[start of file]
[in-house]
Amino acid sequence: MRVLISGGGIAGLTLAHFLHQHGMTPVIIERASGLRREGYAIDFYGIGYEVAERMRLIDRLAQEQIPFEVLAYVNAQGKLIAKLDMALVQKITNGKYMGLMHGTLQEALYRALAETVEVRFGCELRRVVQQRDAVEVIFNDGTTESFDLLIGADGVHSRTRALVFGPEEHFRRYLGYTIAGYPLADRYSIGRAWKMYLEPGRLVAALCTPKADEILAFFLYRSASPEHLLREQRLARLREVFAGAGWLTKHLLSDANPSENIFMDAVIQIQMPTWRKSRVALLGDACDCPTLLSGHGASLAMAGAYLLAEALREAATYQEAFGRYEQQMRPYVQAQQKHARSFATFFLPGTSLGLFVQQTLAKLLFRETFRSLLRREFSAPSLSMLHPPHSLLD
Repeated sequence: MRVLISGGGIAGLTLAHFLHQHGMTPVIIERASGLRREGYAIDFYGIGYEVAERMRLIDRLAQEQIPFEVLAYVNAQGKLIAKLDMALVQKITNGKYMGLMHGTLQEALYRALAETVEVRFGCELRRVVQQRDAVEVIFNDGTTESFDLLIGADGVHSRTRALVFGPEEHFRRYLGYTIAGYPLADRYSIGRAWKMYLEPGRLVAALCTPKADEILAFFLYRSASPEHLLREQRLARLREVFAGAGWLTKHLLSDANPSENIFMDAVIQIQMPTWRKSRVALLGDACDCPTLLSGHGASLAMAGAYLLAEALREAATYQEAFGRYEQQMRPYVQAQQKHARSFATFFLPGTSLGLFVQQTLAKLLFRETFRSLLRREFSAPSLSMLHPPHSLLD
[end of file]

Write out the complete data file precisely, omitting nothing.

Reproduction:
[in-house]
Amino acid sequence: MRVLISGGGIAGLTLAHFLHQHGMTPVIIERASGLRREGYAIDFYGIGYEVAERMRLIDRLAQEQIPFEVLAYVNAQGKLIAKLDMALVQKITNGKYMGLMHGTLQEALYRALAETVEVRFGCELRRVVQQRDAVEVIFNDGTTESFDLLIGADGVHSRTRALVFGPEEHFRRYLGYTIAGYPLADRYSIGRAWKMYLEPGRLVAALCTPKADEILAFFLYRSASPEHLLREQRLARLREVFAGAGWLTKHLLSDANPSENIFMDAVIQIQMPTWRKSRVALLGDACDCPTLLSGHGASLAMAGAYLLAEALREAATYQEAFGRYEQQMRPYVQAQQKHARSFATFFLPGTSLGLFVQQTLAKLLFRETFRSLLRREFSAPSLSMLHPPHSLLD
Repeated sequence: MRVLISGGGIAGLTLAHFLHQHGMTPVIIERASGLRREGYAIDFYGIGYEVAERMRLIDRLAQEQIPFEVLAYVNAQGKLIAKLDMALVQKITNGKYMGLMHGTLQEALYRALAETVEVRFGCELRRVVQQRDAVEVIFNDGTTESFDLLIGADGVHSRTRALVFGPEEHFRRYLGYTIAGYPLADRYSIGRAWKMYLEPGRLVAALCTPKADEILAFFLYRSASPEHLLREQRLARLREVFAGAGWLTKHLLSDANPSENIFMDAVIQIQMPTWRKSRVALLGDACDCPTLLSGHGASLAMAGAYLLAEALREAATYQEAFGRYEQQMRPYVQAQQKHARSFATFFLPGTSLGLFVQQTLAKLLFRETFRSLLRREFSAPSLSMLHPPHSLLD